Improving without Perfectionism? How to Get Better and Still Love Yourself

Enough. These few words are enough.

If not these few words, this breath

If not this breath, this sitting here.

 

This opening to life

we have refused

again and again

until now.

 

Until now.

                    – David Whyte

 

Capture

This blog post is by one of our soon-to-be YTT graduates, Adriane.

Still Learning…

I will start by noting that I am writing this blog post, not because I have mastered the art of improving through self-love, but because I am the one who needs to learn this skill most.

If you are anything like me, you have been perplexed by how one improves without a healthy does of perfectionism. You need to be a little bit of a perfectionist when striving to be the best, right? Well actually, as I have contemplated this more I have come to realize that perfectionism is the one thing that really gets in my way. It is the source of my negative self-talk and -defeatism. In her book, The Gifts of Imperfections, Brené Brown says, “perfectionism is a twenty-ton shield that we lug around thinking it will protect us when, in fact, it’s the thing that’s really preventing us from taking flight”.

I am well acquainted with the perfectionist self-talk. It is the loudest voice when I feel the most vulnerable. It comes as no surprise, that when I am learning something new, Patty Perfectionist meets me with open arms. In my role as yoga teacher trainee, Patty has been screaming in my ear, each time I prepare for a class, teach a class, and receive feed forward from my peers. With the knowledge that perfectionism is preventing me from progressing as a yoga teacher, the work then becomes about overcoming my self-defeating tendencies so that I can grow.

In her work, Dr. Brown, differentiates between perfectionism and healthy-striving. She says, that healthy striving is self-focused (it sounds like, how can I improve?), while perfectionism is other-focused (it sounds like, what will they think?). Dr. Brown says that self-compassion is fundamental for practicing imperfection. Keeping this difference in mind, I have created the Re-work, Reach Out, and Cope plan for how I can engage self-love and compassion to help me improve as a yoga teacher. My hope is that others, both perfectionist and imperfectionists alike will find it helpful too.

Re-work (Takes some time, be patient)

Check-in: Identify your perfectionist thought patterns. Where does it show up? What does it sound like? How does it make you feel?

Pro tip: If you are keen, you can record your thoughts making written note of every time the thought arises for you in a day. Practice this for a week. See if you can identify patterns.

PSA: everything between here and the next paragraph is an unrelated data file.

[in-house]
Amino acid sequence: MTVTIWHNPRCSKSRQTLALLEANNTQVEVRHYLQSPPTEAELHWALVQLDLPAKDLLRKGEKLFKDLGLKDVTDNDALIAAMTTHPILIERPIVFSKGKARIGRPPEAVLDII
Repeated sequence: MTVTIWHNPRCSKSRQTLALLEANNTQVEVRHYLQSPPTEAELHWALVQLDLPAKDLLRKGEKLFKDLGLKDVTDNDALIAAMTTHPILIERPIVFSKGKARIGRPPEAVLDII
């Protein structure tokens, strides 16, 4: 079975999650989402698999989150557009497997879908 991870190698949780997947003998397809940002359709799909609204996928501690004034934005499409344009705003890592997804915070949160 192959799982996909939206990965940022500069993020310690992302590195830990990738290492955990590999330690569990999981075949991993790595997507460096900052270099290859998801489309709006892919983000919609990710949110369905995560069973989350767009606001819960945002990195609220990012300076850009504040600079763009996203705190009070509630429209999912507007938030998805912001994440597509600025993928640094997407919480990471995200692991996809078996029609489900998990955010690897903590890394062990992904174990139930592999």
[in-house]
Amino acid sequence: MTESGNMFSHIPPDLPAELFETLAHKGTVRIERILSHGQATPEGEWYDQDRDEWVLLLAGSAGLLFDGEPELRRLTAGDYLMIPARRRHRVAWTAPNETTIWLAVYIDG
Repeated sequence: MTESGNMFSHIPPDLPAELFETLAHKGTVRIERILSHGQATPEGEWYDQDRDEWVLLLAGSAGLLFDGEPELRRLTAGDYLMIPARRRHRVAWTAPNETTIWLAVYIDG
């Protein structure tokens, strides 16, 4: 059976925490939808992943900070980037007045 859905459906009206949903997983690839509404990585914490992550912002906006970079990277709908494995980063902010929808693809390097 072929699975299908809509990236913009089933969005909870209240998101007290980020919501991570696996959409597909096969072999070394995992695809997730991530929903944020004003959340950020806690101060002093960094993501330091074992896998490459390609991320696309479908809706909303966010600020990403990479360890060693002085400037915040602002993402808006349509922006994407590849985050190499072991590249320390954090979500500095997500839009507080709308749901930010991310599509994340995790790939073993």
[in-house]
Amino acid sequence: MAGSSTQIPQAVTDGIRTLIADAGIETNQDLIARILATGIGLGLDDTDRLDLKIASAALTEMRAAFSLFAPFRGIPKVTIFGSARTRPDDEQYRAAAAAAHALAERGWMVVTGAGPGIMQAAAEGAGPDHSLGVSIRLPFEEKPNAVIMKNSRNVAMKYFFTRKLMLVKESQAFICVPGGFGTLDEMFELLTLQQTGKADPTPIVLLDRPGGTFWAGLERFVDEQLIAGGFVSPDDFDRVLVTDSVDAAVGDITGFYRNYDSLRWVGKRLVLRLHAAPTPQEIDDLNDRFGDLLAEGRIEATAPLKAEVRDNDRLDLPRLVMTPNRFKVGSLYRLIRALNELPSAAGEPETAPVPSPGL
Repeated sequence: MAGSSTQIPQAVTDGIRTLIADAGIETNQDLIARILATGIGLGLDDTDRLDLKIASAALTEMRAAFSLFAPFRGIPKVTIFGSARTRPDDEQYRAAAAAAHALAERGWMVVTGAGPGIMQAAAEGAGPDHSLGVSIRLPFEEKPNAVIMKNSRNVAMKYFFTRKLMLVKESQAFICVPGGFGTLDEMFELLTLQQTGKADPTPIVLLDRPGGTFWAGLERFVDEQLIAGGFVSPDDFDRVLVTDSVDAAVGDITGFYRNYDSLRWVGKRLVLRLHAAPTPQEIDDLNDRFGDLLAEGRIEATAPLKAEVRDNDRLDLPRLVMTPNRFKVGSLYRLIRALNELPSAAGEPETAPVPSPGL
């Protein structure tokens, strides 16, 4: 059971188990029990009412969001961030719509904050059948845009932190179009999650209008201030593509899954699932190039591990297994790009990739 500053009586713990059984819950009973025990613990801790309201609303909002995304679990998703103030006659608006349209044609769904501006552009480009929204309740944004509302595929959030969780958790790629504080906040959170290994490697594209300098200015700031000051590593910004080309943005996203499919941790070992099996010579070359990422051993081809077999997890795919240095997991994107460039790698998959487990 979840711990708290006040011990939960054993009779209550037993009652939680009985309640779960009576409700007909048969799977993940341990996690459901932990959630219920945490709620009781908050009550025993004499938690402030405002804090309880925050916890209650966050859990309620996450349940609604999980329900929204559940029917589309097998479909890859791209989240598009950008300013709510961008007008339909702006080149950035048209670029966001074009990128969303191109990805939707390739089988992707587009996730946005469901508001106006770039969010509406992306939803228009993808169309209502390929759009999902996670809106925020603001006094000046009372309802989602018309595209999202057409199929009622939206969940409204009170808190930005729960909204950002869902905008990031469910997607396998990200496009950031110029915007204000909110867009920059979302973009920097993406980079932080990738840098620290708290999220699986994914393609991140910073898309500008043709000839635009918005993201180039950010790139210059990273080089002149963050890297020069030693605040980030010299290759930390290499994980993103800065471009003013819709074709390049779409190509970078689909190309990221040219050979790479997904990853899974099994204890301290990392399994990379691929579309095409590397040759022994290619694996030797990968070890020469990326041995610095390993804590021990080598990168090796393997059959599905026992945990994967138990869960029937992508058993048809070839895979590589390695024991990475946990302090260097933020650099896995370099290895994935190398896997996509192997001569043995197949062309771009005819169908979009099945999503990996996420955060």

Check it out: Reality-check your thoughts. See if you can identify evidence that is counter to your patterned thinking. Be honest with yourself.

Pro tip: It helps to write this stuff down. Write down exactly what happened. Ask a friend who was there. It is a lot harder to lie to yourself when you write it down. You might find yourself thinking, well, that isn’t exactly what happened, it was more like….

Rework: Consciously replace the thought pattern. It will feel awkward at the beginning but overtime it does work. See if you can replace your perfectionist thoughts like, she/he is so much better than I am to I really want to get better for me, how can I improve OR I am terrible at this, nothing I do is right to I am good enough and worthy as I am, but I am excited to explore how I can get better at teaching yoga (for instance).

Pro tip: Give yourself a hug. Reworking thought patterns is crazy hard work and it can really help to remember to love you.  

Reach Out (Takes some practice, be kind)

Feel it. Let yourself cry, scream, or just feel bad for a few minutes. Identify how your thoughts are making you feel and just feel whatever it is.

Pro tip: Sometimes it helps to feel the emotion in your body. Emotions manifest their physical form differently for everyone. Where and how do you feel it? Tightness in your chest. A lump in your throat. A dry mouth. A knot in your stomach. Because we feel our emotions physically before we process them mentally, when we learn to feel the emotion in our bodies and focus on that first, we can put space between feeling the emotion and reacting to it. This approach can help us to interject before our usual thought processes take over.

Find a friend. Speak honestly about your experience with someone you trust and know will have the capacity to be empathetic to your situation.

Pro tip: Click here to learn more about the difference between empathy and sympathy

Breathe. Take a few minutes after speaking with your friend to digest what you talked about.

Pro tip: This might mean taking a bath, meditating, journaling, doing yoga, or going for a walk.

Cope (Takes a bit of adjustment, be flexible)

Because the re-work and reach out plans take time it is important to identify ways that you can cope today.

Think about how your perfectionism is getting in your way and identify ways that might help you cope. For instance, sometimes it is hard for me to digest feedback immediately after I teach, so I am going to cope by writing down the feedback in the moment so that I can revisit it later.

Coping will be different for everyone, so think about where you are most debilitated by your perfectionist thoughts and imagine ways in which you can make it a little easier for yourself.

DSC00975In 2014, Adriane combined her life long loves, practicing yoga and teaching, by enrolling in the QSY teacher training program. In pursuit of her first love, learning, Adriane is also a student at the University of Waterloo. Adriane’s other loves include, Sunday cooking, podcast listening, ice cream eating, flower smelling, and hummingbird watching. She is still in search of a program that intersects all her loves.

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